Often organizations will act based on moves by the competition, changes in the environment or new opportunities. These actions may not always be in keeping with the long-term objectives of the organization.

In an earlier blog I gave the example of a young entrepreneur that had a business that installed Christmas lighting for homes for the holiday season. His long-term goal was to grow the lighting business to the point where the capabilities and reputation allowed him to be a major provider for concert and event lighting.

Faced with the need for revenues in the off-season this entrepreneur thought that a possible extension for the business was home landscaping and yard services. While this would have met the short term cash needs of the organization it would might have led to a different focus and prevented the company from focusing on the goal of providing lighting services for concerts and similar events.

One of the best ways to keep a business targeted is to have a Mission and Vision statement that is understood by everyone in the organization.

A Mission statement describes why an organization exists and what it hopes to accomplish in broad terms. As an example Coca Cola has as its mission statement:

                To refresh the world...
                To inspire moments of optimism and happiness...
                To create value and make a difference.

A vision statement describes how the organization will fulfill the mission. This statement shows how value will be delivered to company stakeholders (employees, shareholders, contractors etc.), collaborators (vendors, suppliers, support service providers) and customers.  Alex Chernev, describes the areas where these group values intersect in his book, The Marketing Plan Handbook, as the Optimal value proposition.

The Vision statement describes this optimal value proposition. Coca Cola’s Vision Statement is as follows:

                People: Be a great place to work where people are inspired to be the best they can be.
                Portfolio: Bring to the world a portfolio of quality beverage brands that anticipate and satisfy people's desires and needs.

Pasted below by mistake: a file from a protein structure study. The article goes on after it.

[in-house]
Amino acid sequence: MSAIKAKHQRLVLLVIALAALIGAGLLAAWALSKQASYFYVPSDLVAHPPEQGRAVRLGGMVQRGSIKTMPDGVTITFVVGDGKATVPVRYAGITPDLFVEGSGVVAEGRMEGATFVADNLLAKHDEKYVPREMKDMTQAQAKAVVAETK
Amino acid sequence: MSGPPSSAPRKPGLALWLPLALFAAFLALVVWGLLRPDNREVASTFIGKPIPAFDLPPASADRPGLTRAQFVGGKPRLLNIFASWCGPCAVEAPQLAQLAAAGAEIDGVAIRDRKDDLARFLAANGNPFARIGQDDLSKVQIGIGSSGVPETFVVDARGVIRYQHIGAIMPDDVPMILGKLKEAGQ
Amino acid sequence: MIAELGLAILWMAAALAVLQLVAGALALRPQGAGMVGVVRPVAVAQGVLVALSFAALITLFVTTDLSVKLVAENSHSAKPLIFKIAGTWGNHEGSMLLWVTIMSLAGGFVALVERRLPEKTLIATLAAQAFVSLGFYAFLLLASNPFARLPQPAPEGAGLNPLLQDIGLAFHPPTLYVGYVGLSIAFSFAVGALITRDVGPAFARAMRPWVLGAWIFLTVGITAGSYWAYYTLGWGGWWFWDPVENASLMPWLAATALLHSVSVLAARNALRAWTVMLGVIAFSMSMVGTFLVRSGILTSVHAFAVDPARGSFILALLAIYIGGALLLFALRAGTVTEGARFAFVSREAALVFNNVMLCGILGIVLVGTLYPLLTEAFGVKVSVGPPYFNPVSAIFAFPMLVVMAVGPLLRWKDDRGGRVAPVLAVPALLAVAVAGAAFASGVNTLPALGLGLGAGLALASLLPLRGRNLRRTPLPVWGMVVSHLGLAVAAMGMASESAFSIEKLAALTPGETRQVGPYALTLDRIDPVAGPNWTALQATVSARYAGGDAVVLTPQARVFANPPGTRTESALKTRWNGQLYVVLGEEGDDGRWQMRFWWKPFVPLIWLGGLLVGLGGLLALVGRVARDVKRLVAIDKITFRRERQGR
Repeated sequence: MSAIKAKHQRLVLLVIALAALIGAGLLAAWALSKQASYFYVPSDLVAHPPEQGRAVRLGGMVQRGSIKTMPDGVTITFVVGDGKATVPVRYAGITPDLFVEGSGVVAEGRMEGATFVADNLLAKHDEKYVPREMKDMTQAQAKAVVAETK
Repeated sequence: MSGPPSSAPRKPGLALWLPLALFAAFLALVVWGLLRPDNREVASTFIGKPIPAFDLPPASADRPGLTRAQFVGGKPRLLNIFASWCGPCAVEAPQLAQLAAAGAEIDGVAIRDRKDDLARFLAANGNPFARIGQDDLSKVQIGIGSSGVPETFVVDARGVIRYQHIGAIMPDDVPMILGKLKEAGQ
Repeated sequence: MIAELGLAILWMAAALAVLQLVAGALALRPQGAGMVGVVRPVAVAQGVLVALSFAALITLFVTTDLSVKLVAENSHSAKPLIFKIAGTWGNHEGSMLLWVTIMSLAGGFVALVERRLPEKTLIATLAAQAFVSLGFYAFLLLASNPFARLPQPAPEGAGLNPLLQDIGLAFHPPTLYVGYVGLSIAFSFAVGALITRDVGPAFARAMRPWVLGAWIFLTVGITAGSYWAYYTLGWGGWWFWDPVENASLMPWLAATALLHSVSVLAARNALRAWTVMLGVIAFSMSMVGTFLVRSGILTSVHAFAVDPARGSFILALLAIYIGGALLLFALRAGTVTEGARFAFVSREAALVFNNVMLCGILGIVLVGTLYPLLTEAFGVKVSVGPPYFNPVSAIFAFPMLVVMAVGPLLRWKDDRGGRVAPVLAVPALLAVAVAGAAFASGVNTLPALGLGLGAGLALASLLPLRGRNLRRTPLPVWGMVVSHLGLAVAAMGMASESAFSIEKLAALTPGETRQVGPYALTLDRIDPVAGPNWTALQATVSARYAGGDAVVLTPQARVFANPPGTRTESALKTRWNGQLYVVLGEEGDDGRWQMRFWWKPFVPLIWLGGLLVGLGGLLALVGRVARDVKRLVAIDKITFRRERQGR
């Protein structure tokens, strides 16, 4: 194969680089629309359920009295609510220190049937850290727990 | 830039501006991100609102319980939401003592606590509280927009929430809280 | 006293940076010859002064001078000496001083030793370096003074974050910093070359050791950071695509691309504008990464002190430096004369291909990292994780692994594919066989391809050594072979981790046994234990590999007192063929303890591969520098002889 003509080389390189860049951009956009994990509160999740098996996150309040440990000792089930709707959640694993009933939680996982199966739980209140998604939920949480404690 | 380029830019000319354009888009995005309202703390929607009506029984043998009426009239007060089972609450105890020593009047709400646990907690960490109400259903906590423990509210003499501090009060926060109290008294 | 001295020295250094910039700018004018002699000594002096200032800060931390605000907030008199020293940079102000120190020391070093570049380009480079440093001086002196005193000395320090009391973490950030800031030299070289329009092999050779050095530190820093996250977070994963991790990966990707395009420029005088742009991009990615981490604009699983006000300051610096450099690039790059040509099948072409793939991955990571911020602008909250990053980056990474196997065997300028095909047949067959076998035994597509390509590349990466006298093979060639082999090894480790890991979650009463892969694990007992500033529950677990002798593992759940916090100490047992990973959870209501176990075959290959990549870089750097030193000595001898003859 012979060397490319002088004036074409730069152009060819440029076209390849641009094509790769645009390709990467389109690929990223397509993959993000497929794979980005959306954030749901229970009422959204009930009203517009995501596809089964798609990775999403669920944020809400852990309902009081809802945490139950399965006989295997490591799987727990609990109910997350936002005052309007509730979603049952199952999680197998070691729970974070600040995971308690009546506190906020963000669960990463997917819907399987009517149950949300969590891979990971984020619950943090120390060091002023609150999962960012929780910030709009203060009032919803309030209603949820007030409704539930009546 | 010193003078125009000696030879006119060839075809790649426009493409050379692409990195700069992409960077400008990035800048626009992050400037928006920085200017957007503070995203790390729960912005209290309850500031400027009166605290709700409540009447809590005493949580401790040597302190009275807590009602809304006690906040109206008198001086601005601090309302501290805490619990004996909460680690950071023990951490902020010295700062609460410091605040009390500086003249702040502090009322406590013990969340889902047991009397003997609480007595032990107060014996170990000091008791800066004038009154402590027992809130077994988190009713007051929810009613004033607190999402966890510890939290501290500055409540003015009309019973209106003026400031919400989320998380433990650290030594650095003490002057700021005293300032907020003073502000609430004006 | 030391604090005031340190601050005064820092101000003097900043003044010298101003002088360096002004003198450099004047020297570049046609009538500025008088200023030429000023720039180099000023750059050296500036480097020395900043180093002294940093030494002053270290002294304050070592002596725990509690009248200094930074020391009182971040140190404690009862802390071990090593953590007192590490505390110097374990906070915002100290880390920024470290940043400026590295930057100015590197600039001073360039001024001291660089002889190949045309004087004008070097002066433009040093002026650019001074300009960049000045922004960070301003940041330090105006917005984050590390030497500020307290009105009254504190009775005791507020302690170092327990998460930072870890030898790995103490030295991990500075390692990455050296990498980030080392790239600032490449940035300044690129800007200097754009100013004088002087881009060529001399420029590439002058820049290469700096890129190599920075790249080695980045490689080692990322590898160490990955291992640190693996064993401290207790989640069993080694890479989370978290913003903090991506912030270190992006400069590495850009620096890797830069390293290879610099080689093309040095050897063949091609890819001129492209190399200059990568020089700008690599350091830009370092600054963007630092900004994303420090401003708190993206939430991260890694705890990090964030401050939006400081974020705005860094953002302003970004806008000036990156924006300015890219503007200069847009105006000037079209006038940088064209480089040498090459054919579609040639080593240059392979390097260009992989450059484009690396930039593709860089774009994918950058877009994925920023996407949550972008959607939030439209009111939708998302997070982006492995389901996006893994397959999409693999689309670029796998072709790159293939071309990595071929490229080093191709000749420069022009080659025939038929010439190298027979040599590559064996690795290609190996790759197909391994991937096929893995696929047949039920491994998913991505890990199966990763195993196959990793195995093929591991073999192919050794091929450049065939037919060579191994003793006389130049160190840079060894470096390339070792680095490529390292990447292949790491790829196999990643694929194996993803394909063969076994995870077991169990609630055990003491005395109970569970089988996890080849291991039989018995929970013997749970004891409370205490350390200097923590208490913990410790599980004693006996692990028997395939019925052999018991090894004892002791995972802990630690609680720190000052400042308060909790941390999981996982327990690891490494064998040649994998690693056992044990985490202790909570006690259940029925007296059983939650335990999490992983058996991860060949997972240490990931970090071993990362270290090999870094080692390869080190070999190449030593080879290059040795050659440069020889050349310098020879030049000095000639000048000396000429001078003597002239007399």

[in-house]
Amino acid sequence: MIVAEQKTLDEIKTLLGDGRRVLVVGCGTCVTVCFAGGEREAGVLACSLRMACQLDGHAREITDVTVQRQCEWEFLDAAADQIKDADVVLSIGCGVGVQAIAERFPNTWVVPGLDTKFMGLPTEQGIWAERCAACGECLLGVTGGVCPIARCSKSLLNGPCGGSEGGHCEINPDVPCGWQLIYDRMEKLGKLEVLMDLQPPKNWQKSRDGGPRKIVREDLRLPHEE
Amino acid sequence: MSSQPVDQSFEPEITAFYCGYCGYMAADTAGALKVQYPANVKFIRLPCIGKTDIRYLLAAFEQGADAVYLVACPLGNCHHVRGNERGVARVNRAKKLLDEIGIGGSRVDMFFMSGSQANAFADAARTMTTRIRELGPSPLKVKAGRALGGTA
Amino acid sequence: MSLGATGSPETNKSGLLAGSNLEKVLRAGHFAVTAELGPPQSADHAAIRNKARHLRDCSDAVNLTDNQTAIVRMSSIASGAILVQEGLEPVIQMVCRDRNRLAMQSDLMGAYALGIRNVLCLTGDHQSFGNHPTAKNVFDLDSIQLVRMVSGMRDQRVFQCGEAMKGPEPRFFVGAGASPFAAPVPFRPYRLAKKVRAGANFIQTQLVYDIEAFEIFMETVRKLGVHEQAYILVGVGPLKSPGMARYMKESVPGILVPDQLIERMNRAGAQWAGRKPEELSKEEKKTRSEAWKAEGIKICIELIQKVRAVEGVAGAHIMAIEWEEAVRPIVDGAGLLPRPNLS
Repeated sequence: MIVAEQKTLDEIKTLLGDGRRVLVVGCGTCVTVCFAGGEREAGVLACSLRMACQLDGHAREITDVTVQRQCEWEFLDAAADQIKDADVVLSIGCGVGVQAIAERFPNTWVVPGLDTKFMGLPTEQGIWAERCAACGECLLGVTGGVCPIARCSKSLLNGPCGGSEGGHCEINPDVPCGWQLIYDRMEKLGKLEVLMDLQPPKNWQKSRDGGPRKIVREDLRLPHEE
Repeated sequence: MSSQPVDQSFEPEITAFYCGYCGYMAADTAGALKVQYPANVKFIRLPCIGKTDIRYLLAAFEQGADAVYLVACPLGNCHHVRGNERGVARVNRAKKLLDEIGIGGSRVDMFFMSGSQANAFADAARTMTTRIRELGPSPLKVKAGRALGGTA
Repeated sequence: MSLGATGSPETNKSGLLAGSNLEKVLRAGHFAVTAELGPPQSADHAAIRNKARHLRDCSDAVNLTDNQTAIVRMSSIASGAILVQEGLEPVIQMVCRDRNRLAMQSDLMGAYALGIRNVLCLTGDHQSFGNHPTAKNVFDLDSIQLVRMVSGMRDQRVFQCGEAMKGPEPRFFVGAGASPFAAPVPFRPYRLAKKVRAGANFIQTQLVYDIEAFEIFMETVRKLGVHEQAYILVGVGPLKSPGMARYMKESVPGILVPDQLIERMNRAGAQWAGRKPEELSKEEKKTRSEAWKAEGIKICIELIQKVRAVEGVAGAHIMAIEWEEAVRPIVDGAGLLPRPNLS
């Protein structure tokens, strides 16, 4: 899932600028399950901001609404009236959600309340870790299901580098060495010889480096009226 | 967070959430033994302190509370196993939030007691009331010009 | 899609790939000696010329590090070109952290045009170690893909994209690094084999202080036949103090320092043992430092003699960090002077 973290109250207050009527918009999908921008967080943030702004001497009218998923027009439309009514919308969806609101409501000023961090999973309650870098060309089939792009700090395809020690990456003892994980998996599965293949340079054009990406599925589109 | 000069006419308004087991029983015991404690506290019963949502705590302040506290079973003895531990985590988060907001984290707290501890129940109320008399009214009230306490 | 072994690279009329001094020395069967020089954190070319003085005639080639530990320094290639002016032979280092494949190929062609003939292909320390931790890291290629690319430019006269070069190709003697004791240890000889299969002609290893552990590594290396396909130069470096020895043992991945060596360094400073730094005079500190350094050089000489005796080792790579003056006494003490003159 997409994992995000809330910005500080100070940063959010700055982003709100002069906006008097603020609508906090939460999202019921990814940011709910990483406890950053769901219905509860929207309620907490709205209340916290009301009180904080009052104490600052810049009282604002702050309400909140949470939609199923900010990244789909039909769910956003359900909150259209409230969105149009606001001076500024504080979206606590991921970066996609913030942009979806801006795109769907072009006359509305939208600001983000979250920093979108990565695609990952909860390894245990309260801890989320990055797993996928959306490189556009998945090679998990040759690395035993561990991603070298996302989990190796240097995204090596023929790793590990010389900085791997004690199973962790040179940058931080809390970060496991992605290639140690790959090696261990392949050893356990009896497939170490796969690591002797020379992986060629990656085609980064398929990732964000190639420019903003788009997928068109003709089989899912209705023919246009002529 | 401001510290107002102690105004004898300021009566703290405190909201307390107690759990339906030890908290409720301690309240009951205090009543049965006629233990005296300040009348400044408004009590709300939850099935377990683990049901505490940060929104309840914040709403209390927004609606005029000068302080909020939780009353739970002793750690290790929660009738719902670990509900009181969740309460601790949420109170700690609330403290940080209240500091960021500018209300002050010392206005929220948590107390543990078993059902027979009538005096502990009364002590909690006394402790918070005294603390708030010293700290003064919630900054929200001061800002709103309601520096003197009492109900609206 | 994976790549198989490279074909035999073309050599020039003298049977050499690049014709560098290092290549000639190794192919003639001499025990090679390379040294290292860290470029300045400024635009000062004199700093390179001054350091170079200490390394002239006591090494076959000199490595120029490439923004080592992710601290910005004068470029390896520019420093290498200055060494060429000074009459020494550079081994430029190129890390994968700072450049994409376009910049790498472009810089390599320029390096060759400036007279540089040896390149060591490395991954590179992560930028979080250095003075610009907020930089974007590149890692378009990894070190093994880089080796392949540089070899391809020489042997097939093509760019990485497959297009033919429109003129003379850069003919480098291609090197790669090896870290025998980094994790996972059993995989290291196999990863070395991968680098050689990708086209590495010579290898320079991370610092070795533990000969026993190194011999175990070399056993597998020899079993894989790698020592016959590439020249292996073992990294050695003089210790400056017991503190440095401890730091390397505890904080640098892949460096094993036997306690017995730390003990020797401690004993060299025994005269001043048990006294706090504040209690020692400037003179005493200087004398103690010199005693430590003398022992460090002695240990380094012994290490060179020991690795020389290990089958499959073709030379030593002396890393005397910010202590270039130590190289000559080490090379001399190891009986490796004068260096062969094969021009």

Partners: Nurture a winning network of customers and suppliers, together we create mutual, enduring value.
                Planet: Be a responsible citizen that makes a difference by helping build and support sustainable communities.
                Profit: Maximize long-term return to shareowners while being mindful of our overall responsibilities.
                Productivity: Be a highly effective, lean and fast-moving organization.

Even great companies can entertain actions that are not in keeping with the mission and vision that define the long-term objectives. Coca Cola’s then CEO Doug Ivester mentioned the possibility of using vending machines that would increase the cost of a soft drink as the temperature increased. This didn’t “fit” with the mission, vision or the company image, as it was perceived by the public. While this approach was never implemented, it raised such uproar that it ultimately became a cause for Mr. Ivster's resignation.

A checklist I have used over the years has helped keep the organizations I have led focused on finding short-term actions that supported long term goals defined by the mission and vision statement.

The checklist is shown below:

1.    Accreditation requirements – Does the action meet industry and legal standards?
2.    Length of project – Can the action be implemented in an acceptable time frame?
3.    Accommodate systems – Does the action make use of current systems or will new ones need to be developed?
4.    Fit Image – Does the action fit the image the firm wishes to project?
5.    Resources – is the action resource and capital intensive?
6.    Gateway capacity – Does this product lead to the possibility of new products or businesses being developed?
7.    Negative Gateway capacity – Does this action have the potential of damaging image or operations of the organization?
8.    Customer acceptance – will the customer accept this product/action over others offered in the market? 1
9. Profitability - Does the action generate enough value to provide the company with a profitable operation?
This checklist addresses the value collaborators, customers and stakeholders by measuring proposed actions against potential resource use, company image, and the ability to enhance growth and prevent negative consequences.

The best advice I have to offer CEOs and strategic planners is to begin with a well thought out mission and vision statement to guide strategic planning and to use a checklist designed to keep the firm focused on long term objectives defined by the mission and vision statement.

The process described in my blog offering a strategic marketing planning tool should use the checklist process when defining strategic objectives and strategies.
Also the process describing a tactical planning tool should use the checklist process when considering tactics and implementation programs.

If you would like more information or would like GWR Research to conduct a strategic planning training session for your company, email me at gary@gwrresearch.com.

Finally, the Alexander Chernev book gives a good example of how to develop a marketing plan. My new book , Developing Successful Marketing Strategies, introduces the planning tools to support the marketing plan and provides approaches to discover innovative strategic approaches.


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